I was raised within the sylvan embrace of the Low Weald; a well-wooded strip of country that rests on an ancient geology, now exposed with the eroding away of its covering chalk dome. To grow up among trees has left its mark on me and I always feel more comfortable in their presence. Yet, as I have mentioned before, trees have become an almost unseen backdrop to our lives. Their size and longevity, coupled with the fact that they remain rooted to one spot, seemingly makes them inconspicuous to casual observers. This also means that we tend to treat them badly, using them as architectural features – hemmed in by roads and pavements, or cutting them back indiscriminately because they block our view or shed leaves where we do not want them.
It is also fair to say that we do not, by and large, understand trees or fully comprehend our impact upon their lives. We have this conception that trees mature, become full of decay and, by doing so, reach the end of their lives. However, decay is part of the normal development of a tree and many trees will undergo retrenchment, reducing the area over which new wood has to be laid down by shedding branches and twigs, before going on for many more decades. While trees lack both an immune system and a wound repair system, they can wall off and bypass damaged tissue, effectively allowing them to redirect growth in a new direction and to balance this against incoming resources. This whole idea that trees have a defined lifespan and die of old age is something of a myth, for most trees are felled before they even reach middle age.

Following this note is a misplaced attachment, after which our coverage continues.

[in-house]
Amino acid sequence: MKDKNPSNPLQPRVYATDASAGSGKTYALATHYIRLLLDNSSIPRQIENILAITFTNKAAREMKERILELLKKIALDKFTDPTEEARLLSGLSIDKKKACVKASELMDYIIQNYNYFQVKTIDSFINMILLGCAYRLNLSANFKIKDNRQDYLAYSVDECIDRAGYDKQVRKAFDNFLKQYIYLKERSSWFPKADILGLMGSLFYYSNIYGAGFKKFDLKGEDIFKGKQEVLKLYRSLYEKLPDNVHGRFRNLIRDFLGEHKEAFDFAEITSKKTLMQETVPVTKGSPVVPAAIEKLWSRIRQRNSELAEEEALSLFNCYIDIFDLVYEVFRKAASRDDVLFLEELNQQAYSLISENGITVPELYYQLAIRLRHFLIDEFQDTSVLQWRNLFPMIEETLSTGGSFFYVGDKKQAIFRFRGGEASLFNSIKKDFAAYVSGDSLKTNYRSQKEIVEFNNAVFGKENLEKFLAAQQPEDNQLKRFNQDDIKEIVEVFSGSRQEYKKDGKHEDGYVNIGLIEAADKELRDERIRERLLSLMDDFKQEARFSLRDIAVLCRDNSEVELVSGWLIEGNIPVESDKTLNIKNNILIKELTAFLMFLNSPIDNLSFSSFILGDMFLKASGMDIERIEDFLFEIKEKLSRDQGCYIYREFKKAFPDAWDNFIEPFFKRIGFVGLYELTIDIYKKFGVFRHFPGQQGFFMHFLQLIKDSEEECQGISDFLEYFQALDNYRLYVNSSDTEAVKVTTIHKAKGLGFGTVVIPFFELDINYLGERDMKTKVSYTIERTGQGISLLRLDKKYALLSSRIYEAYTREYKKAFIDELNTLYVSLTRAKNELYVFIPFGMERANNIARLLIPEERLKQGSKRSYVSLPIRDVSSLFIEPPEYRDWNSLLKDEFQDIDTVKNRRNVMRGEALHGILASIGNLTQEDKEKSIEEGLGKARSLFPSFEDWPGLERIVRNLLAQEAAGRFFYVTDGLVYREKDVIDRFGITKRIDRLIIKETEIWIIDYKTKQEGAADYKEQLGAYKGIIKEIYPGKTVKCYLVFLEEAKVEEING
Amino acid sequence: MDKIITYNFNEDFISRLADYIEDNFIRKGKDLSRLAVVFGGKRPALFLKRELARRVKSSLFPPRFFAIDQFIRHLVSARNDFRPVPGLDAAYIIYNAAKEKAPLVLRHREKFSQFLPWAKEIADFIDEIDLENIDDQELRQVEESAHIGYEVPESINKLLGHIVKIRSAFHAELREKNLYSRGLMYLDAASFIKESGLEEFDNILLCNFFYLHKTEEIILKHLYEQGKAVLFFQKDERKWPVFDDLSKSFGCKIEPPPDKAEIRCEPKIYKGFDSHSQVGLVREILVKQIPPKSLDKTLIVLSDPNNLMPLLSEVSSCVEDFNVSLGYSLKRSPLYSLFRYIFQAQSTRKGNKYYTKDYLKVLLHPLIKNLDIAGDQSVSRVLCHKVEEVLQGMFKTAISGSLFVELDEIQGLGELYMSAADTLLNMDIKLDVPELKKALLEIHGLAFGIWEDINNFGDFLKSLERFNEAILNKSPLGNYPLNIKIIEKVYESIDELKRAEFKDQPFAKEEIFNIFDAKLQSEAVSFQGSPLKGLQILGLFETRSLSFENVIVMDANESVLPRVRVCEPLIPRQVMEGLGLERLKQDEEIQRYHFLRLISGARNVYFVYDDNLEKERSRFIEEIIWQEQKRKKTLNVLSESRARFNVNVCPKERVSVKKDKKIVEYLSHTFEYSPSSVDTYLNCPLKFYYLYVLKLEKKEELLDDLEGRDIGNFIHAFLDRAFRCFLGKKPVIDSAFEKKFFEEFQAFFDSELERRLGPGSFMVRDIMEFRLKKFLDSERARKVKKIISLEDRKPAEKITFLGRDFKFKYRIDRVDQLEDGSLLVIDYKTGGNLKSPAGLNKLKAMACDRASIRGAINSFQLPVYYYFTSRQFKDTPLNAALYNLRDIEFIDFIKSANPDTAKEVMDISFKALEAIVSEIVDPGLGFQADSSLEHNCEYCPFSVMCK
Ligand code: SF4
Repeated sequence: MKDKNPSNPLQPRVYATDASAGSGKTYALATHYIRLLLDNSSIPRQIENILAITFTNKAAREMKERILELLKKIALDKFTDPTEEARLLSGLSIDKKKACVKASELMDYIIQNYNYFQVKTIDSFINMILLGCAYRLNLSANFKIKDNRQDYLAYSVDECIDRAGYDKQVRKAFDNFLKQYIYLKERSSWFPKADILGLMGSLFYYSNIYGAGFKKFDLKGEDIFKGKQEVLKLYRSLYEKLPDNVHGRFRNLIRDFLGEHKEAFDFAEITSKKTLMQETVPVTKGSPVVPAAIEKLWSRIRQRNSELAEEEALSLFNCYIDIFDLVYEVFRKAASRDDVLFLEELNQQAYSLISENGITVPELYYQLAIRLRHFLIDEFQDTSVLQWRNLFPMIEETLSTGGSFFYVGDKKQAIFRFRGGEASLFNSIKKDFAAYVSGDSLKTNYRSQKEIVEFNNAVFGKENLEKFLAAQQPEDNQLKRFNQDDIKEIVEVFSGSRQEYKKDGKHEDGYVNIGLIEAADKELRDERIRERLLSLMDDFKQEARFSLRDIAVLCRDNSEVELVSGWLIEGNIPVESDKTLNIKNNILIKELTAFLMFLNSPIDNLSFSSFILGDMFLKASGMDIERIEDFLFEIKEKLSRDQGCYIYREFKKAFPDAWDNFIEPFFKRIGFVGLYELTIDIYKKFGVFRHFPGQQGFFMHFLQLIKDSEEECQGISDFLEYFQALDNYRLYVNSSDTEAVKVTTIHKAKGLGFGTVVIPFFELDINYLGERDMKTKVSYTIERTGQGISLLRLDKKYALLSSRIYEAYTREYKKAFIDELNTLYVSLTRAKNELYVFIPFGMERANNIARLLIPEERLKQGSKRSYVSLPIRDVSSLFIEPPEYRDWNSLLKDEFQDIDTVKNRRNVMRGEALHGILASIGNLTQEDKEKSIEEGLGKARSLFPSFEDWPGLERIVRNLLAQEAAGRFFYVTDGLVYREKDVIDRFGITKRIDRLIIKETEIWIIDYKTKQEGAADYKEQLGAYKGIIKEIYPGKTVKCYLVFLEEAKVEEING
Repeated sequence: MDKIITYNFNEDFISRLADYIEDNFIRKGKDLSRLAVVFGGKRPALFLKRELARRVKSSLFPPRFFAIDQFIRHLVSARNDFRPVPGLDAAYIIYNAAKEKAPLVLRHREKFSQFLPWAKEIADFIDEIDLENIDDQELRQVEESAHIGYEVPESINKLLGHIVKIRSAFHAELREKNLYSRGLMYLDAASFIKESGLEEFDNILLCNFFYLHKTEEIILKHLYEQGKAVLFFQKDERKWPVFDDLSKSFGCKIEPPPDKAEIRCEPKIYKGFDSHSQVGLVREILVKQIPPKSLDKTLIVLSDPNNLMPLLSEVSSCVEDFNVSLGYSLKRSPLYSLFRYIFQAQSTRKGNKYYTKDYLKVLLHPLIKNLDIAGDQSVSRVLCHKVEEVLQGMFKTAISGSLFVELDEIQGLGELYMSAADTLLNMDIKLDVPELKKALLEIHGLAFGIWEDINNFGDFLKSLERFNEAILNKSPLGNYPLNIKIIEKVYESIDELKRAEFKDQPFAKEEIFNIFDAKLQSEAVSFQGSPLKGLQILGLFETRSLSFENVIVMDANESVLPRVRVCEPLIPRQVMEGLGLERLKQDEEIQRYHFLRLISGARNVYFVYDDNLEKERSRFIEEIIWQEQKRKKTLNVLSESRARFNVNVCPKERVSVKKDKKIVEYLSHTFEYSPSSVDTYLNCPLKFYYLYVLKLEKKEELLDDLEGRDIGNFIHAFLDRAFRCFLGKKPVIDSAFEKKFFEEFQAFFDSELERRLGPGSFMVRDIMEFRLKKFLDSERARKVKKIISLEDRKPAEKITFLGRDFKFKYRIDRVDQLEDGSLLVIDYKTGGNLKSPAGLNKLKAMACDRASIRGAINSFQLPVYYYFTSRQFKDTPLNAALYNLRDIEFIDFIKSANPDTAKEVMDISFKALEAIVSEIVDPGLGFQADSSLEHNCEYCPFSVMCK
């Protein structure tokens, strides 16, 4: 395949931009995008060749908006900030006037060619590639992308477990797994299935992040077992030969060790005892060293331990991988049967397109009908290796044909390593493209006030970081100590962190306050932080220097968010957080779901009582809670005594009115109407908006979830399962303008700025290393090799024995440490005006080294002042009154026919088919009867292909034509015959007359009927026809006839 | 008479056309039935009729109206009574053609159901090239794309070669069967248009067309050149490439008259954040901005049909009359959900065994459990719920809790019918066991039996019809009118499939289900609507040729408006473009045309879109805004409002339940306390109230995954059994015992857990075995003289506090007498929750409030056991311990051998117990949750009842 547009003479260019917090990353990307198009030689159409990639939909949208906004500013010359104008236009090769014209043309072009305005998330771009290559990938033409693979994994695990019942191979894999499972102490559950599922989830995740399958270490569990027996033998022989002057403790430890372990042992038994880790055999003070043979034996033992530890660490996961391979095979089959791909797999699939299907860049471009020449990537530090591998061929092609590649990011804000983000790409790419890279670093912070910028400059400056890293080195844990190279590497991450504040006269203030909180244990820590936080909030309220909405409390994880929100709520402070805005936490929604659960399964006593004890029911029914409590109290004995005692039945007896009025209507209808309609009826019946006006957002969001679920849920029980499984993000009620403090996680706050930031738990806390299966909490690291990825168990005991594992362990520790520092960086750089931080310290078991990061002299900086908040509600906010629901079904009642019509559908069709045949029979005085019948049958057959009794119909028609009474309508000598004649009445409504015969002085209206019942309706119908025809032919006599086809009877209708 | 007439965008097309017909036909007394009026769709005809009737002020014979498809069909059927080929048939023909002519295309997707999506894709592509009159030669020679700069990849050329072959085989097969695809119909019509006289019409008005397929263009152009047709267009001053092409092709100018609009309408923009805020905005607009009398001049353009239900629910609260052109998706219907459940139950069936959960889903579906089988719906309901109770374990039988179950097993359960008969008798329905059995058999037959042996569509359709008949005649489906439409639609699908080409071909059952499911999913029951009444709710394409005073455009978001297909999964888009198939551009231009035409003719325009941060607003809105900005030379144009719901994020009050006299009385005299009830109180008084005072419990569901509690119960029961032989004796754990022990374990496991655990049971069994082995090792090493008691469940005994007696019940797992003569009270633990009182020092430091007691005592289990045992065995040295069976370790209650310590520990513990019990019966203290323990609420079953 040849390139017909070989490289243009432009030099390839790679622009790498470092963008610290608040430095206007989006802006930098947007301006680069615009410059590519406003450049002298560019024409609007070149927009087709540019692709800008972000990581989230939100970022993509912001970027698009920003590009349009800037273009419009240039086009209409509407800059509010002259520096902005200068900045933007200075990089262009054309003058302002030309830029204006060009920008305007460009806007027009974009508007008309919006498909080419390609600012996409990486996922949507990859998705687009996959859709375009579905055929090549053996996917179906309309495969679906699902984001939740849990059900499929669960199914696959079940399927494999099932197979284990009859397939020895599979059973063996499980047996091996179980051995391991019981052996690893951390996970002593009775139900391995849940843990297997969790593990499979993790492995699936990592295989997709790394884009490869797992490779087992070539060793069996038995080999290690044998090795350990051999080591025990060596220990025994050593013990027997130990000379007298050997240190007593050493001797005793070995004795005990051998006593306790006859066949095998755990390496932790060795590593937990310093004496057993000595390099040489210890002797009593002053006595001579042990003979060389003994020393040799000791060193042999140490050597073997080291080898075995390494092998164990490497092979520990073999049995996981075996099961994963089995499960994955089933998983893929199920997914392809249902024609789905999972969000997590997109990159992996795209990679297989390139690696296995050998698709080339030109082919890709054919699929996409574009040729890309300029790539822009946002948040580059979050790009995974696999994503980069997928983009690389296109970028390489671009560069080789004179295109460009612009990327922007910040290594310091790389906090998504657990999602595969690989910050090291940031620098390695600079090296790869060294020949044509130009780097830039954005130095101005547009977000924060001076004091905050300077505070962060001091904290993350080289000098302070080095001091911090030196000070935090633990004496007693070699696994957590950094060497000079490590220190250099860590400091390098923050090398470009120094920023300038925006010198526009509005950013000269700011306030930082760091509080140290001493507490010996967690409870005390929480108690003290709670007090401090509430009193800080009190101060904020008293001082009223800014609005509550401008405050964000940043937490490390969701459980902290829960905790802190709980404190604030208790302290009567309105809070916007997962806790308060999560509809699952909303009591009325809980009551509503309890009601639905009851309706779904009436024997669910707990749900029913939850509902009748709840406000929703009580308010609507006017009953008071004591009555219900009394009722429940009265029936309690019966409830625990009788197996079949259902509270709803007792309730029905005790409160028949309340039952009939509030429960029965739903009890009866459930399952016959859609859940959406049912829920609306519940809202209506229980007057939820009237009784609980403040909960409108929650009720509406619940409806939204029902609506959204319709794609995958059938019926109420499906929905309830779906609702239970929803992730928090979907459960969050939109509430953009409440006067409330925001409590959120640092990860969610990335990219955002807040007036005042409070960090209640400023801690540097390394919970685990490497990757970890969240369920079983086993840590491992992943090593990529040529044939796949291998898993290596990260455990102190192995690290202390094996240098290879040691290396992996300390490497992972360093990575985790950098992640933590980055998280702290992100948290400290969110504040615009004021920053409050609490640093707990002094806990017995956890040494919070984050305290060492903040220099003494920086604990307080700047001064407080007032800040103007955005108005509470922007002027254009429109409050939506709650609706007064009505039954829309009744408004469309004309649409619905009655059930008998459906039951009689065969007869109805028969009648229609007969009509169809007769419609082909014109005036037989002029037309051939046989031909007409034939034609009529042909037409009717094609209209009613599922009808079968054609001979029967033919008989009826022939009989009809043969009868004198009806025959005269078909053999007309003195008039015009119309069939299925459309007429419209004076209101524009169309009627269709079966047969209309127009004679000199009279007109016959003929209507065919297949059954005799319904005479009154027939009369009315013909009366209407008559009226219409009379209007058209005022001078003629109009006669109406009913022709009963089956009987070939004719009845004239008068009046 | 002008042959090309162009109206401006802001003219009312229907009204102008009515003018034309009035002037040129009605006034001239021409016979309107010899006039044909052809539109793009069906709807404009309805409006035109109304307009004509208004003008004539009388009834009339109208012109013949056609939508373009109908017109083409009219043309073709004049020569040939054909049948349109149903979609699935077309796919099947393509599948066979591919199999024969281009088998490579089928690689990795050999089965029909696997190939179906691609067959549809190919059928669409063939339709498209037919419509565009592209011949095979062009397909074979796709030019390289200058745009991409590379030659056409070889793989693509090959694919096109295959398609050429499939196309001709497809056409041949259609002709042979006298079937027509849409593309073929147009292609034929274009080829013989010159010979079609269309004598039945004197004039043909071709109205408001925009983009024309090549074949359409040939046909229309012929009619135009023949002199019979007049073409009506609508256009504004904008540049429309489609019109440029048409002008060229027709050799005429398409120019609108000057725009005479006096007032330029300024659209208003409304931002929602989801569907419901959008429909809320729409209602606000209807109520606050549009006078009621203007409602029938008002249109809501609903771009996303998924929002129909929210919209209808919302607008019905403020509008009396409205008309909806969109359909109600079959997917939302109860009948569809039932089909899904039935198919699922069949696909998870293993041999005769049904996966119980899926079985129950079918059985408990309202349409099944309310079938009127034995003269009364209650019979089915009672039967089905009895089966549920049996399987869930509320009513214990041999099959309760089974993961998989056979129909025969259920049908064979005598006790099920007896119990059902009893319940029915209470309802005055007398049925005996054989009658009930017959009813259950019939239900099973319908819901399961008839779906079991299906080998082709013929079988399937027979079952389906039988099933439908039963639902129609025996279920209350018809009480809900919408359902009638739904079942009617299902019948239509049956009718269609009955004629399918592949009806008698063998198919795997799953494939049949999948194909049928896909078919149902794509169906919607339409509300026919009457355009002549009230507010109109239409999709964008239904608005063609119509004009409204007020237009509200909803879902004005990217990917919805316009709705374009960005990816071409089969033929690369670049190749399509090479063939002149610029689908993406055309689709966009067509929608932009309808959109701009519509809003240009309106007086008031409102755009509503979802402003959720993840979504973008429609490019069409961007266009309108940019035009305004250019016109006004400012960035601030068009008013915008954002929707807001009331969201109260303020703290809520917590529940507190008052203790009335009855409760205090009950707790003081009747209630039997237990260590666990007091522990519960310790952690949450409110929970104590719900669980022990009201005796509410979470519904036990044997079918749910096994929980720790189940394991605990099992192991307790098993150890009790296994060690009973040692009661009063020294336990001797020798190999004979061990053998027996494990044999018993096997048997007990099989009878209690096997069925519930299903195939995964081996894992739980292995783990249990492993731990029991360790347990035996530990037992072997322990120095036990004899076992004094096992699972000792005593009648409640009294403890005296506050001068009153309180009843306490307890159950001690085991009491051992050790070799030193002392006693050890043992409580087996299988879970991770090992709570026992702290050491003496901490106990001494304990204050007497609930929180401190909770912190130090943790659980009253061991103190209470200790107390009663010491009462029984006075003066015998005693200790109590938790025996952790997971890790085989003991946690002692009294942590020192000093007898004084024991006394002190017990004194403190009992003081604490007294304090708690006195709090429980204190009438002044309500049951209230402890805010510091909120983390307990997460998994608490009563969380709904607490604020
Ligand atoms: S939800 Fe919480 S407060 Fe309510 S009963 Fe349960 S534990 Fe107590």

How long a particular tree has left to live, our intervention excluded, has little to do with how old it is but far more to do with its size and rate of growth. The truly veteran trees of Europe are not the oaks of landscaped parkland with their spread of great branches; instead they are the small twisted forms of cypresses, growing slowly on the high slopes of Cretan mountains. For those trees that have in some way been managed by Man, it is those that have been pollarded which tend towards longer life. In both cases, it is adversity which has prolonged life, by slowing the rate of growth. Since so much of a tree’s fortune will depend upon our influence, it is we who determine how they live and when they will die. Oliver Rackham, the great woodland ecologist, summed this up just perfectly when he said that when it comes to life expectancy in trees the ‘battlefield’ is a better analogy than the ‘almshouse’.